wtardieu

wtardieu

I'm a Florida native, English professor and writing consultant. I'm also a published author of commercial and literary fiction. I love to challenge traditional perspectives.

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Latest Articles

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Book Series to Television Series: How Does the Story Change When an Author Starts Writing for Viewers Rather than Readers?

With popular book series titles making their way into television, authors seem to be forced to make a switch between writing long-form prose and writing with the television audience in mind. Does the narrative change, for better or for worse, when an author is acutely aware that the next book will be formatted for episodes rather than novels? George R.R. Martin’s celebrated Game of Thrones series is a prime example of how an author feels the pressure of a viewing audience baring down as opposed to writing novels at a leisurely pace. What effect does this have on the story, characters and plot when an author is pressed to satisfy an episodic format at a mainstream pace?

  • Interesting topic. I think J.K. Rowling's Fantastic Beasts screen play is another good example of an author moving from writing for readers to viewers. – C8lin 2 months ago
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  • Would be very interested to read this article, as at the moment I cannot think of another TV show besides GoT where the writer of the books also wrote episodes for the show! – Sonia Charlotta Reini 4 weeks ago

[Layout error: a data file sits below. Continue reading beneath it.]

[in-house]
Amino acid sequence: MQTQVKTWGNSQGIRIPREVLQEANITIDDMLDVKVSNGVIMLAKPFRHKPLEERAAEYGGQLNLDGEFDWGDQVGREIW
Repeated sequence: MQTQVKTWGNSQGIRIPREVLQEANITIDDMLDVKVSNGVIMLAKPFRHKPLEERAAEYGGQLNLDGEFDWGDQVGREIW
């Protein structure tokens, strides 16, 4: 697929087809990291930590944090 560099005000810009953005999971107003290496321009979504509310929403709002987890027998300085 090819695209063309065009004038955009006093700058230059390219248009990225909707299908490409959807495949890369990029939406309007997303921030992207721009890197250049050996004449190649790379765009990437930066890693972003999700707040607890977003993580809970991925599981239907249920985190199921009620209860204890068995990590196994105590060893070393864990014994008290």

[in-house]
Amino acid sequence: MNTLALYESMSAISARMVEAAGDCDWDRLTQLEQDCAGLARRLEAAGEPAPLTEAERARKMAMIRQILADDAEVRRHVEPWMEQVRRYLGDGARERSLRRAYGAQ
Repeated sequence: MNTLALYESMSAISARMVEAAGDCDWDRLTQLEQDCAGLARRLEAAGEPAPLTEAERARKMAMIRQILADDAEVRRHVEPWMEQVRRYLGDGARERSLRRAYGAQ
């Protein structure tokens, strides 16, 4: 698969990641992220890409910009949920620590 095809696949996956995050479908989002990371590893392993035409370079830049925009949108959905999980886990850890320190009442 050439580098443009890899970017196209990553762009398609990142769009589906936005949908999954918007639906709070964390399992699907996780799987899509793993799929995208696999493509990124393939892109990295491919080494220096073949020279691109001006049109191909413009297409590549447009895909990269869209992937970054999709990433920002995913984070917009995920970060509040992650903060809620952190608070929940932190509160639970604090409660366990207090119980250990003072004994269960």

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Cold Feet: Is Disney's Frozen is a Step Backward for Feminist Princesses?

Although Frozen has been praised for introducing the idea of familial true love, both women exhibit poor logic, emotional flightiness, and naivete. While Disney has come a long way from the submissive Snow White to the empowered and knowledge-seeking Rapunzel, Frozen’s leading ladies seem to succumb to manipulation and victimization much more easily than those in earlier films. Are Ana and Elsa representative of a step backward in Disney princess evolution? What characteristics do they exhibit that might be damaging for young girls to emulate?

  • Are all humans not subject to exhibiting poor logic, emotional flightiness, naivete, manipulation, and victimization? Hercules was emotionally flighty near the end of his movie, and he was also heavily manipulated, as have several other men throughout Disney's movies such as Aladdin, Simba, and Tarzan - who are all thought of as very masculine characters, yet they are still subject to emotion, poor logic and so on. Allocating such characteristics as being predominately feminine might need to be analyzed before the question itself is explored. – Steven Gonzales 3 months ago